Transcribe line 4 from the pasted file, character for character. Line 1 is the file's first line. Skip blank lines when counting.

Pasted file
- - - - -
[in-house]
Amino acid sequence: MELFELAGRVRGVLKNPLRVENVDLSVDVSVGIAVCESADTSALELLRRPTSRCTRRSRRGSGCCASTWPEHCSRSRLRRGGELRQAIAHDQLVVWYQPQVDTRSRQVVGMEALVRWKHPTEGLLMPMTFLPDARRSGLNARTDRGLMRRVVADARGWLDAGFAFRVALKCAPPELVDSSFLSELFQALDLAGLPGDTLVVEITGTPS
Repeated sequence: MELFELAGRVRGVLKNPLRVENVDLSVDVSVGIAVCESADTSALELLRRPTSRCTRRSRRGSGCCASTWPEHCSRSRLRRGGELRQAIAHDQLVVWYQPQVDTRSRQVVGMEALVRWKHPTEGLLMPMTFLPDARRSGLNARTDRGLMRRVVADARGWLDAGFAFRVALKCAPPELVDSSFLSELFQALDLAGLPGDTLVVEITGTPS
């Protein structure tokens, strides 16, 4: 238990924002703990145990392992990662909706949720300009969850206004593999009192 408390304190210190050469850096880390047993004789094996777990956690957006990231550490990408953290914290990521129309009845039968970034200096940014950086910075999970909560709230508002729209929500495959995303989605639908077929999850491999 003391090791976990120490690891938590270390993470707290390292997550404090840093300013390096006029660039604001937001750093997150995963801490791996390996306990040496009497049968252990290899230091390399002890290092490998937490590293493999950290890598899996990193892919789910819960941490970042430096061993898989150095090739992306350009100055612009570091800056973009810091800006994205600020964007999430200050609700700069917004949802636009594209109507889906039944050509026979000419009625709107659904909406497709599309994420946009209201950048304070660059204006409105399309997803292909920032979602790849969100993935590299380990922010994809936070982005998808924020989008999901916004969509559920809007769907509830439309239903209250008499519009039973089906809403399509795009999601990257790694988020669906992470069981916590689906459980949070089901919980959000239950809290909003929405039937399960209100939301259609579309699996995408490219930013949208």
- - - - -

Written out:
């Protein structure tokens, strides 16, 4: 238990924002703990145990392992990662909706949720300009969850206004593999009192 408390304190210190050469850096880390047993004789094996777990956690957006990231550490990408953290914290990521129309009845039968970034200096940014950086910075999970909560709230508002729209929500495959995303989605639908077929999850491999 003391090791976990120490690891938590270390993470707290390292997550404090840093300013390096006029660039604001937001750093997150995963801490791996390996306990040496009497049968252990290899230091390399002890290092490998937490590293493999950290890598899996990193892919789910819960941490970042430096061993898989150095090739992306350009100055612009570091800056973009810091800006994205600020964007999430200050609700700069917004949802636009594209109507889906039944050509026979000419009625709107659904909406497709599309994420946009209201950048304070660059204006409105399309997803292909920032979602790849969100993935590299380990922010994809936070982005998808924020989008999901916004969509559920809007769907509830439309239903209250008499519009039973089906809403399509795009999601990257790694988020669906992470069981916590689906459980949070089901919980959000239950809290909003929405039937399960209100939301259609579309699996995408490219930013949208």